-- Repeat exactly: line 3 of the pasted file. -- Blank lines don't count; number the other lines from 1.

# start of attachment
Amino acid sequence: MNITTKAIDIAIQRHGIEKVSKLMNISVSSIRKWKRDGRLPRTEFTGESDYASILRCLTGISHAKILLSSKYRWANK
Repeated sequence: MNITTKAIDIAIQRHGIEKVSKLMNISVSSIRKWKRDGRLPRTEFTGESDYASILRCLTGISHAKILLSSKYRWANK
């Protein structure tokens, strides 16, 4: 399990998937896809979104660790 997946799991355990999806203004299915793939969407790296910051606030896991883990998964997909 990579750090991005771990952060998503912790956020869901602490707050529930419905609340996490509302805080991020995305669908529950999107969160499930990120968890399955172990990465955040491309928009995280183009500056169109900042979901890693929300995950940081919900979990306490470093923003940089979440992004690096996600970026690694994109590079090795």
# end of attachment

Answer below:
């Protein structure tokens, strides 16, 4: 399990998937896809979104660790 997946799991355990999806203004299915793939969407790296910051606030896991883990998964997909 990579750090991005771990952060998503912790956020869901602490707050529930419905609340996490509302805080991020995305669908529950999107969160499930990120968890399955172990990465955040491309928009995280183009500056169109900042979901890693929300995950940081919900979990306490470093923003940089979440992004690096996600970026690694994109590079090795």